Image: Wal-Mart President and CEO Mike Duke
April L. Brown  /  AP
“There is a ‘new normal’ in which people want to save money and are getting smarter about saving money,” Wal-Mart President and CEO Mike Duke told his shareholders.
updated 6/5/2009 1:18:08 PM ET 2009-06-05T17:18:08

Wal-Mart Stores Inc.’s newly installed President and CEO Mike Duke pledged to shareholders Friday that the world’s largest retailer will build on its success by keeping its customers even when the economy improves.

But at an annual meeting that was often about celebrating recent business success, the CEO emphasized that the discounter also needs to make even more strides in larger issues of sustainability and health care.

“I believe the economic crisis has brought a fundamental shift in consumer attitudes and behavior,” Duke told cheering shareholders packed into a University of Arkansas arena in Fayetteville, about 30 miles from its Bentonville headquarters.

“There is a ’new normal’ in which people want to save money and are getting smarter about saving money. ... So let me be clear, and people ask me about this all the time: our customers will stay with us when this economy turns around,” he said.

Wal-Mart has taken customers from competitors and been a bright light in a bleak recession for retailers. The company’s challenge now is to make sure new shoppers stay when the economy recovers.

As a testament to recent success, Wal-Mart announced it would launch a new $15 billion share buyback. The program replaces a $15 billion program begun in 2007 that $3.4 billion of remaining authorization.

In his address, Duke touched on various issues from increasing career advancement and developing better training for its workers to acclerating its environmental efforts like further reducing waste.

Duke, who had been vice chairman of the company’s international business, succeeded Lee Scott, who retired Feb. 1. Scott is continuing as chairman of the executive committee of the board until January 2011.

Chief Financial Officer Tom Schoewe told shareholders that the company was increasing sales and profits faster than its competitors. He noted that Wal-Mart forecast earnings per share for fiscal 2008 of between $3.30 and $3.43.

The company came in at $3.35. Meeting that projection came as the economy went into a nosedive.

“Did we know when we provided guidance that consumer confidence would look like this?” Schoewe said, pointing at a graphic that featured a sharp downward arrow. He said the retail environment became increasingly difficult and that Wal-Mart was pressured internationally by a stronger dollar.

The meeting featured Wal-Mart’s customary celebrity appearances. Miley Cyrus, who has a new apparel line with Wal-Mart, performed, as did American Idol winner Kris Allen, who is from Arkansas. Basketball legend Michael Jordan also spoke briefly.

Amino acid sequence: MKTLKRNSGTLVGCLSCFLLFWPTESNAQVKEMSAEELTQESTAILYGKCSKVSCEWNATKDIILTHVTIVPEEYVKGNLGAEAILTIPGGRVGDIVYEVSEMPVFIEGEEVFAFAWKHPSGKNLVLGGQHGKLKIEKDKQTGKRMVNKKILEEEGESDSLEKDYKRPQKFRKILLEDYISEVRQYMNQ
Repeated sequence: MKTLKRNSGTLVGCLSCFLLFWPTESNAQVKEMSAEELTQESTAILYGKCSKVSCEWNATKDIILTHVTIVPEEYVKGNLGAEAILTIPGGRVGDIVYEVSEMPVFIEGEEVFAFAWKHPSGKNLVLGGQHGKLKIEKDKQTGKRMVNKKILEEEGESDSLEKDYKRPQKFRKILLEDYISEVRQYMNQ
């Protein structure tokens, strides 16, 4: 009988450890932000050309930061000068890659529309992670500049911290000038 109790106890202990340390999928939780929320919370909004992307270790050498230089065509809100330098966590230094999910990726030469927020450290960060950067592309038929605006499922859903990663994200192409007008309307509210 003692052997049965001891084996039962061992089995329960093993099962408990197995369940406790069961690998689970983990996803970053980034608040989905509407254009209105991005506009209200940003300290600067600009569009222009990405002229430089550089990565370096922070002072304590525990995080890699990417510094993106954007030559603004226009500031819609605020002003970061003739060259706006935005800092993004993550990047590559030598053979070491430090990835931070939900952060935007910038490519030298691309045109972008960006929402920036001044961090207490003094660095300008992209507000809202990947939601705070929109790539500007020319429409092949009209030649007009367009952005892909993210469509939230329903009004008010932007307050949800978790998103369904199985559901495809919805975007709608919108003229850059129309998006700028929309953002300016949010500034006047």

Vice Chairman Eduardo Castro-Wright promised shareholders that the company will press for more diversity in its workforce and create more career opportunities for advancement.

“In the year ahead, we will take bold steps. We will not confuse efforts with results,” said Castro-Wright Ark. Without offering specifics, Castro-Wright said that the company will do more to help associates, including hourly associates, advance in the workforce and get competitive pay.

The nation’s biggest private employer has long been under pressure by labor-backed critics to keep improving its workplace practices, though criticism has diminished recently.

Castro-Wright says that 40 percent of regional general managers are “of color.” Twenty percent of that group are women.

Wal-Mart, which generated more than $400 billion in sales last year, has pulled shoppers away from rivals around the globe because its re-emphasis on low prices along with the right mix of merchandise and marketing have come together just as the economy went sour.

Even entertainer Ben Stiller, the host of the meeting, took the opportunity to take a jab at Target.

“You guys get up early,” said Stiller, referring to the 7 a.m start of the meeting. “I hear they are still sleeping over at Target.”

Still, after enjoying a 20 percent surge in its stock price in 2008, Wal-Mart has seen its shares fall 7.5 percent so far this year as Wall Street turns to retailers that sell more discretionary goods and could benefit when the economy improves. That has driven up share prices for such merchants as Macy’s Inc. and Minneapolis-based Target.

Wal-Mart continues to move forward with an aggressive remodeling of its stores, which includes a better display of electronics and lower shelves to help shoppers navigate the store more easily. The company plans to remodel 500 of its more than 3,600 stores in the U.S. this year.

The company is also launching more exclusive launches in apparel and home furnishings that should help shoppers buy more than just detergent and groceries. This week, the company launched a new fashion line with teen star Cyrus and BCBG designer Max Azria for the critical back-to-school shopping season.

Copyright 2009 The Associated Press. All rights reserved. This material may not be published, broadcast, rewritten or redistributed.


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